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Old 06-25-2004, 03:20 PM   #1
hiyosilver
 
1954 22' Flying Cloud
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Question Originality VS Renovation

A general question for all enthusiasts of vintage trailers .. advance apology if a can of worms gets opened here.
I'm wondering being involved in yet another restoration process of a vintage trailer (last year a 1965 Silver Streak, this year a 1955 Airstream Flying Cloud) what is preferred by most enthusiasts ....Of course leaving the exterior restored to originality is a no brainer but what about the interior? Keeping everything original even should it include rust pitted light fixtures, a bit of interior paint chipping, less than perfect flooring (sound repaired subfloor of course) many years old mattresses or restoring a trailer to soundness, shiny fixtures, new flooring such as a laminate wood, new paint, new mattresses. as long as say the cabinets & appliances stay true to the vintage?? What in your opinion(s) would help the trailer hold it's value & desirability??
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Old 06-25-2004, 04:17 PM   #2
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Just my opinion.

I like to step into a restored vintage trailer and have it look like it was about a year old. i.e. I like to see revarnished woodwork, unworn flooring, shiny fixtures, plus all the little things folks do in the first few months of ownership to personalize their trailer.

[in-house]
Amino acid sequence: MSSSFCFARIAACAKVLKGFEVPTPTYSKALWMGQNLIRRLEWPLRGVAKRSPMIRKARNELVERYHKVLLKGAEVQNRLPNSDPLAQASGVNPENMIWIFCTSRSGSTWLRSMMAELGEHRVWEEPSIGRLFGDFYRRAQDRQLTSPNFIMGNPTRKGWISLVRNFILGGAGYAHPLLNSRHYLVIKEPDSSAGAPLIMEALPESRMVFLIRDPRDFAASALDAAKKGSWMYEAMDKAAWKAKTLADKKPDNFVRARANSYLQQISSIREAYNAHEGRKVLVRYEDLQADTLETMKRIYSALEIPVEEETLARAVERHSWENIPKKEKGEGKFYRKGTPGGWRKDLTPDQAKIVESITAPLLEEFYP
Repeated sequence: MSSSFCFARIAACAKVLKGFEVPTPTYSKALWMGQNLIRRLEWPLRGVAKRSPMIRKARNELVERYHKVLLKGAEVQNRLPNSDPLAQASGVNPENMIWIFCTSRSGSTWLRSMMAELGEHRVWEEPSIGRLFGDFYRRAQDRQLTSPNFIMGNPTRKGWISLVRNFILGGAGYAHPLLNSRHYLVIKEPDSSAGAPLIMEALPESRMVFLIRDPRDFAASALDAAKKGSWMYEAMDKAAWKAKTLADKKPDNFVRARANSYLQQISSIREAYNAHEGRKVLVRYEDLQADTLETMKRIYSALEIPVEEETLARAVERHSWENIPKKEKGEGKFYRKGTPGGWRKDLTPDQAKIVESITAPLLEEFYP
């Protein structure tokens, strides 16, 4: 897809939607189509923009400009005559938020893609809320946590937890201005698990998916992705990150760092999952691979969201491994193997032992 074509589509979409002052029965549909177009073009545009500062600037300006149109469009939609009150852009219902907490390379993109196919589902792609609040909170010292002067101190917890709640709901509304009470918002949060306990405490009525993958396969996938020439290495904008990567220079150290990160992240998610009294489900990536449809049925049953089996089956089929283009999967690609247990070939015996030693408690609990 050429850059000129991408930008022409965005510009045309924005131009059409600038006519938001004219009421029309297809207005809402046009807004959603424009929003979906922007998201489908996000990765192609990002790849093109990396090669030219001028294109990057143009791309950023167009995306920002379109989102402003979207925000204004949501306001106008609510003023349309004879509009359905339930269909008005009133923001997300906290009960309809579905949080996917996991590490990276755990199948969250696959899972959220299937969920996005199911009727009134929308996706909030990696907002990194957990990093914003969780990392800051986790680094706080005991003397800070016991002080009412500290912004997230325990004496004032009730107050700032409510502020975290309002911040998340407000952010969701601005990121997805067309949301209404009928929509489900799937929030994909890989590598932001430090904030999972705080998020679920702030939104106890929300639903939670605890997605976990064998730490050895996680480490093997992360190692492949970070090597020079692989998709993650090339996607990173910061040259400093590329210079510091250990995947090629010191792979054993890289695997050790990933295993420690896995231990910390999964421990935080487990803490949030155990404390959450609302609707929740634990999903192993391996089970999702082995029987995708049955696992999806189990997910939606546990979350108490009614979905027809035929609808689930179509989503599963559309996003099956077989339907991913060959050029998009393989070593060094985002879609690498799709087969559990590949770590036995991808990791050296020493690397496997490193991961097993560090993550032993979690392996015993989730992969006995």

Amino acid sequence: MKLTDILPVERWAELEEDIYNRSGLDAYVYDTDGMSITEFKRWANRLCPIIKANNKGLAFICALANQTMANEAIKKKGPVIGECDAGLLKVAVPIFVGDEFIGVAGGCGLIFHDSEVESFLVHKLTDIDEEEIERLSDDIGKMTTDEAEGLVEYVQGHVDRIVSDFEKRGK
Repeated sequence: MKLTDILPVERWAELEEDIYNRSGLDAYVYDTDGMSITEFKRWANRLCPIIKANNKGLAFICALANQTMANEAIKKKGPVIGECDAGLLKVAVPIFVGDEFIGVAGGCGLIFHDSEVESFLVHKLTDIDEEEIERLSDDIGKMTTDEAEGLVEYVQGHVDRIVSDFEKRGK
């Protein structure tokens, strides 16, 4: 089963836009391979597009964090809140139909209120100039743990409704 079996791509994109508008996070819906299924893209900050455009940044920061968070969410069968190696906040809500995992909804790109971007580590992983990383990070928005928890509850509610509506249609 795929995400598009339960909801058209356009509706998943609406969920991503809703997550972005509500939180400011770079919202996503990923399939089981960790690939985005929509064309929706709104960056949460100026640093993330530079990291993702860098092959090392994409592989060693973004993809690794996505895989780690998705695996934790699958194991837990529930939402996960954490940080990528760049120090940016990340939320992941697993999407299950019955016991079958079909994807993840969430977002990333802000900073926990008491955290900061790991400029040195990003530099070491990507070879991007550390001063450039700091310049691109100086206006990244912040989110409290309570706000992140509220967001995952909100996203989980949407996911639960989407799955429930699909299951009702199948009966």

All materials and fixtures should be appropriate to the era. I like to see nice little touches such as tiles cut down to 9"x9", especially in the smaller trailers.
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Old 06-25-2004, 04:39 PM   #3
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I can tell you what I'm doing to my 58 - The outside will be original except for some modern hose hookups, cable tv connection, new hot water heater etc. The interior will be all new - I'm rebuilding cabinets exactly like the old ones using a 50's maple stain and varnish.

When I got this trailer I threw out the mattresses, original trashed stove and other stuff thats junk. I'm planning on a new stove top, refrig, water heat, a/c, potty, plumbing etc. I also replacing the original electrical box with new breakers and some light fixtures.

I'm also replacing all the running gear, axles, springs, brakes, wheels and putting on a new coupler. I'm also going to replace the floor since I've got all the cabinets out.

So a combination of old and new. I had a 59 Traveler before this one that was in beautiful shape and in that one, I tried to keep everything original - the only thing I changed out were the mattresses.